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Independent Pharmacies Continue to Face Financial Hardships as the Clock Ticks on PBM Reform

In recent years, pharmacists and lawmakers have shifted their focus to the cost of prescription drugs. As private insurers and pharmacy benefit managers (PBMs) continue to drive increases in drug pricing—leaving smaller, local pharmacies behind—politicians and independent pharmacists have been working to hold industry giants accountable.

Multiple congressional bills have been introduced in the past year that call for more transparency in drug pricing and accountability for PBMs. The Centers for Medicare & Medicaid (CMS) have also adjusted rules that create more transparency for Medicare Part D prescription pricing.


However, the power remains in the hands of PBMs as local pharmacies scramble to make ends meet amidst rising costs and failures to pass legislation.


How PBMs Affect Independent Pharmacies

“PBMs act as middlemen between patients and pharmaceutical manufacturers to negotiate drug prices. These negotiations should yield cost-savings for patients by lowering premium rates or reducing copays,” stated a news release from the office of Senator Chuck Grassley (R, Iowa), a major player in the fight for PBM reform.4 “However, PBMs often profit from them, and patients receive few—if any—benefits in premiums or at the pharmacy counter.”

Over the years, organizations and people like Grassley1, 4 have shined a light on PBM practices and how they are impacting smaller pharmacies. One of the tactics PBMs use to drive up drug prices and increase profits for Big Pharma is called spread pricing.

According to bill S.1339,2 proposed by Senator Bernie Sanders (I, VT) in April 2023, “spread pricing occurs when a PBM charges an insurance plan (or an insurance plan charges plan participants) a price for a prescription drug that exceeds the price paid to the pharmacy for the drug.”

Between spread pricing and other PBM tactics that have yet to be prohibited by law, local pharmacies face their toughest challenge in the year ahead. And while PBMs and major brands like CVS and Cigna retain leverage regarding drug pricing, smaller pharmacies are in hope of a saving grace.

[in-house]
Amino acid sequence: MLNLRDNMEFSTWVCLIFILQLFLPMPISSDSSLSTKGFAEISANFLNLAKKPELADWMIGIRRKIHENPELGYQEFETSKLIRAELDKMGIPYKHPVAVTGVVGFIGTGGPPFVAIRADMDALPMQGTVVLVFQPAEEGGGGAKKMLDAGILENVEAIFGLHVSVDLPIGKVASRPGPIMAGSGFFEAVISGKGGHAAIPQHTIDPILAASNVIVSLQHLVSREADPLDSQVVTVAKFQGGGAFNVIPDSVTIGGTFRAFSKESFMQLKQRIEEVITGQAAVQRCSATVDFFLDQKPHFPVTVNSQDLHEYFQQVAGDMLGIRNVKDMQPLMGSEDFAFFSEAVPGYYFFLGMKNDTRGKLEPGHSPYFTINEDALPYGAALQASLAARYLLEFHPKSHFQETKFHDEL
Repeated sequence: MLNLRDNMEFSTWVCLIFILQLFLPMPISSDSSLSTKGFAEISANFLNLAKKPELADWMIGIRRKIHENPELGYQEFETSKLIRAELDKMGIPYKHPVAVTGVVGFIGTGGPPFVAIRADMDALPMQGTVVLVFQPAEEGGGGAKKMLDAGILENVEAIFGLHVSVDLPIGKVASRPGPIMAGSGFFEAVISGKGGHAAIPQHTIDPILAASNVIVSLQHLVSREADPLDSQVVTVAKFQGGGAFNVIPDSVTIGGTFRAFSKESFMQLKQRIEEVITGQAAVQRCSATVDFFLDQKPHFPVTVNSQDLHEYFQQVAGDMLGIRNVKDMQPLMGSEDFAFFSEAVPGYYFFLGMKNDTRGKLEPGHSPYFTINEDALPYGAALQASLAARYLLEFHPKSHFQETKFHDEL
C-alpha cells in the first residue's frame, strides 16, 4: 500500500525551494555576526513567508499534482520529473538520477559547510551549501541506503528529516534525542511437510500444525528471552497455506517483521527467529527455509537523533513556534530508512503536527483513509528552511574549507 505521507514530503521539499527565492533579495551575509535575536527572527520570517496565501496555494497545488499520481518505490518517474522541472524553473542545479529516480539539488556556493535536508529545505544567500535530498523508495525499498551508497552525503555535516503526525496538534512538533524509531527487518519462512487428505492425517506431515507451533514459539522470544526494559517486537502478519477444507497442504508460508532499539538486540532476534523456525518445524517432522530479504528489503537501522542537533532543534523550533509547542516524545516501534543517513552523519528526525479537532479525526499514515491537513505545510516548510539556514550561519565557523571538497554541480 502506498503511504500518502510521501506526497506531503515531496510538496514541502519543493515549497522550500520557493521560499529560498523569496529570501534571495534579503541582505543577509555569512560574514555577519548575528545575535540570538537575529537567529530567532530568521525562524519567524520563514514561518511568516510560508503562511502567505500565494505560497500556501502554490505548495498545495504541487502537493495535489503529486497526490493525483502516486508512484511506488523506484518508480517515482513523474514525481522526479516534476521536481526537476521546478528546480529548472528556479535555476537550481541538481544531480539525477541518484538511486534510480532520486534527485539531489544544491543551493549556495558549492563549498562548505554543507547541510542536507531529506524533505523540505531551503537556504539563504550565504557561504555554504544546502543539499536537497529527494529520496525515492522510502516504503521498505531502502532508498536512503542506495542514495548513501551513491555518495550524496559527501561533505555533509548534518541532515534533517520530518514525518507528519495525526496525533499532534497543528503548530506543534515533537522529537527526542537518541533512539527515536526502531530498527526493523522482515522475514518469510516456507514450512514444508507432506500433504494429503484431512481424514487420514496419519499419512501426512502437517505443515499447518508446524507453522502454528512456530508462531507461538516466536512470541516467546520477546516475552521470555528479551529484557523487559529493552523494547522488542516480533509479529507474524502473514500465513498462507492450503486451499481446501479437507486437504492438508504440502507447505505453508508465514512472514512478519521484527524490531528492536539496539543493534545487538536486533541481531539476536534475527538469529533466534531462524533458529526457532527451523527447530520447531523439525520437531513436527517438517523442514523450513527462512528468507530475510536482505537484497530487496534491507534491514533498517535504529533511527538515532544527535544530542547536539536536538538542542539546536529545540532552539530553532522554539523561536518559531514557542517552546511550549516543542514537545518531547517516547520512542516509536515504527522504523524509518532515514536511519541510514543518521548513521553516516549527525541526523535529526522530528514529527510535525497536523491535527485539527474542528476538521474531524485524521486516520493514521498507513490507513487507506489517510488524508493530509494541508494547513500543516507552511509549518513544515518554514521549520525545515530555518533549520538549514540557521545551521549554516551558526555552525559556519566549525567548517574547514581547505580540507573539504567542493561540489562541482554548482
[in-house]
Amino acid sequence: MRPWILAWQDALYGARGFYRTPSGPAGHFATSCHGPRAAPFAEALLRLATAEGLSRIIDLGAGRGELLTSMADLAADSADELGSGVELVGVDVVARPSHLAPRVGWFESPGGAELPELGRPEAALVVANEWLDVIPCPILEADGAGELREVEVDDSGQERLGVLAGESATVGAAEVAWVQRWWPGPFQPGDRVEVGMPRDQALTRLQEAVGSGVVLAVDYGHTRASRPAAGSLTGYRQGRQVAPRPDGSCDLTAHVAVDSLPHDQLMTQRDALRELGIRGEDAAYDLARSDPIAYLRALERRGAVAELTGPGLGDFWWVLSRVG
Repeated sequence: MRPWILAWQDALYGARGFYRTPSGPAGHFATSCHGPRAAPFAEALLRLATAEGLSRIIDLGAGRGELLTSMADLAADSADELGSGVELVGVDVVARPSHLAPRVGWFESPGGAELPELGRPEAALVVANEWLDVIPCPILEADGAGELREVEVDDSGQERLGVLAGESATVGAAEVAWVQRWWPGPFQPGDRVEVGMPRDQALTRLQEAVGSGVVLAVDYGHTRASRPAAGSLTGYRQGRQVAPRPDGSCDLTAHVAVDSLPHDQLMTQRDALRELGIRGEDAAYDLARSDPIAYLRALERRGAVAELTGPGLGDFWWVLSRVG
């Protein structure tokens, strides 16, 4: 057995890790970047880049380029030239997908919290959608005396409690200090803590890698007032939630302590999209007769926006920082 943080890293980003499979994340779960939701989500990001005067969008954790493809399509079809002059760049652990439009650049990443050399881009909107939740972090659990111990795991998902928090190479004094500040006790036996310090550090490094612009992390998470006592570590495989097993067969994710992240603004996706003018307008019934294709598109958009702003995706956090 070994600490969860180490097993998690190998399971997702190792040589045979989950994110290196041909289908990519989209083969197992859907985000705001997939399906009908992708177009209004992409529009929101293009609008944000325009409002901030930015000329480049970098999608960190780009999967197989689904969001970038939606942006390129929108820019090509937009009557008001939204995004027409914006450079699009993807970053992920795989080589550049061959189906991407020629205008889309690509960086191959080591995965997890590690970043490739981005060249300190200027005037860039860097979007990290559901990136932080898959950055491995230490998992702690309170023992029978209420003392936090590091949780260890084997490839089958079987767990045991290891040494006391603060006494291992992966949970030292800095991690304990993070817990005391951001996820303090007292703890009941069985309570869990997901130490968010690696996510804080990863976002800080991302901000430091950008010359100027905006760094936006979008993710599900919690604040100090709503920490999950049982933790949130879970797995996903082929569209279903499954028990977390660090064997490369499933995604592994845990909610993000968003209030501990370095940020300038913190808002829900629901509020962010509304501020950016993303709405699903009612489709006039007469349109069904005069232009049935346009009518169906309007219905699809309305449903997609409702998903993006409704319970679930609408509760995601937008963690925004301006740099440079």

The Current State of Independent Pharmacies in 2024

Recent CMS rule changes went into effect at the start of 2024.3 And while they are meant to benefit local pharmacies calling for more transparent prices, the changes have created an even bigger issue for independent pharmacists, according to NCPA.

The new rule prohibits direct and indirect remuneration (DIR) for drugs covered by Medicare Part D.3 Prior to the change, DIR was yet another PBM tactic that forced pharmacists to pay various fees for Part D drugs after the point of sale, leading to even more spread pricing and higher drug costs.

Now, PBMs are required to assess all fees and payments at the point of sale only. But this has only allowed PBMs and the insurers they work with to decrease the reimbursements they pay out to local pharmacies while creating an even more dire, two-fold issue, according to NCPA.

“[Community pharmacies] would be hit simultaneously with a double whammy: lower reimbursements on prescriptions at the point of sale resulting from a continued money grab from PBMs and forced price concessions on prescriptions from last year,” stated the NCPA.1 This means that pharmacies could face even greater increases in drug pricing while also paying out DIR fees from 2023 and prior.

Furthermore, the NCPA conducted a survey addressing the current state of independent pharmacy owners and managers. In response to the rule change and the “DIR hangover period” it has created for local pharmacies, owners and managers have a pessimistic outlook for the rest of 2024.

According to the survey, featuring 815 responses from various independent pharmacies, 93% are less willing to participate in Part D networks because of decreasing reimbursements; 32% are considering closing their doors in 2024; 99% experienced reimbursement reductions; and 92% are taking necessary steps to avoid permanent closures, such as opening personal lines of credit, decreasing inventory of higher-priced drugs, and tapping into personal savings.

“If a third of all community pharmacies close, and if more than 90 percent stop accepting Medicare Part D, it will be a catastrophe for seniors, a hardship for most other patients, and a devastating blow to the overall health care system,” said NCPA CEO B. Douglas Hoey, pharmacist, MBA.1 “This demands immediate action by Congress and the administration.”

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